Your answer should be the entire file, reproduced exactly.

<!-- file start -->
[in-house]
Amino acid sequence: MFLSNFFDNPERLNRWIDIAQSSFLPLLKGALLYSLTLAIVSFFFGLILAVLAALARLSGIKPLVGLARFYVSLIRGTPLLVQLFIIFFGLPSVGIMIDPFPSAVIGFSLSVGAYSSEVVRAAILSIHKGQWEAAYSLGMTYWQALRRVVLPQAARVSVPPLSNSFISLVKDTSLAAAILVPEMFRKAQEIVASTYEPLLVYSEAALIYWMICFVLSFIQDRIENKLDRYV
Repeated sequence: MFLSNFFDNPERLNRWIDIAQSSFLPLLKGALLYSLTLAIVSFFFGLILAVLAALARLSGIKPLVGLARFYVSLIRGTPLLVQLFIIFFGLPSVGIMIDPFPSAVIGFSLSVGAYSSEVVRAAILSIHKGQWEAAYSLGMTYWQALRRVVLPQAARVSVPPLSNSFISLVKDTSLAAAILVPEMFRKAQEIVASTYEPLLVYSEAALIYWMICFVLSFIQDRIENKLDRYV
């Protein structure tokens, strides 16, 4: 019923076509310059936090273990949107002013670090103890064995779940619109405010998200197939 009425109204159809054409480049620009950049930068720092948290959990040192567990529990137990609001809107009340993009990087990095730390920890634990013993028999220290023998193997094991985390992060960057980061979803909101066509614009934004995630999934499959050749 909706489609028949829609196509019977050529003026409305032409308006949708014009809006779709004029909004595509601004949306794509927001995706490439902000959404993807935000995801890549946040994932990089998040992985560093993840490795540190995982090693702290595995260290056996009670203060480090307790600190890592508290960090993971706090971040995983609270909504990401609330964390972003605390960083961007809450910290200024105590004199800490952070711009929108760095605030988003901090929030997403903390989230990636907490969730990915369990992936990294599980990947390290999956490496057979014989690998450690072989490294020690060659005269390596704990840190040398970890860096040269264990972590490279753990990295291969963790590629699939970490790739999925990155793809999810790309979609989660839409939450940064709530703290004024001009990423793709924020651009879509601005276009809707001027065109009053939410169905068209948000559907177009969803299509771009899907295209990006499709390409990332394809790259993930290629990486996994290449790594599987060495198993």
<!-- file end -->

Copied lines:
[in-house]
Amino acid sequence: MFLSNFFDNPERLNRWIDIAQSSFLPLLKGALLYSLTLAIVSFFFGLILAVLAALARLSGIKPLVGLARFYVSLIRGTPLLVQLFIIFFGLPSVGIMIDPFPSAVIGFSLSVGAYSSEVVRAAILSIHKGQWEAAYSLGMTYWQALRRVVLPQAARVSVPPLSNSFISLVKDTSLAAAILVPEMFRKAQEIVASTYEPLLVYSEAALIYWMICFVLSFIQDRIENKLDRYV
Repeated sequence: MFLSNFFDNPERLNRWIDIAQSSFLPLLKGALLYSLTLAIVSFFFGLILAVLAALARLSGIKPLVGLARFYVSLIRGTPLLVQLFIIFFGLPSVGIMIDPFPSAVIGFSLSVGAYSSEVVRAAILSIHKGQWEAAYSLGMTYWQALRRVVLPQAARVSVPPLSNSFISLVKDTSLAAAILVPEMFRKAQEIVASTYEPLLVYSEAALIYWMICFVLSFIQDRIENKLDRYV
């Protein structure tokens, strides 16, 4: 019923076509310059936090273990949107002013670090103890064995779940619109405010998200197939 009425109204159809054409480049620009950049930068720092948290959990040192567990529990137990609001809107009340993009990087990095730390920890634990013993028999220290023998193997094991985390992060960057980061979803909101066509614009934004995630999934499959050749 909706489609028949829609196509019977050529003026409305032409308006949708014009809006779709004029909004595509601004949306794509927001995706490439902000959404993807935000995801890549946040994932990089998040992985560093993840490795540190995982090693702290595995260290056996009670203060480090307790600190890592508290960090993971706090971040995983609270909504990401609330964390972003605390960083961007809450910290200024105590004199800490952070711009929108760095605030988003901090929030997403903390989230990636907490969730990915369990992936990294599980990947390290999956490496057979014989690998450690072989490294020690060659005269390596704990840190040398970890860096040269264990972590490279753990990295291969963790590629699939970490790739999925990155793809999810790309979609989660839409939450940064709530703290004024001009990423793709924020651009879509601005276009809707001027065109009053939410169905068209948000559907177009969803299509771009899907295209990006499709390409990332394809790259993930290629990486996994290449790594599987060495198993």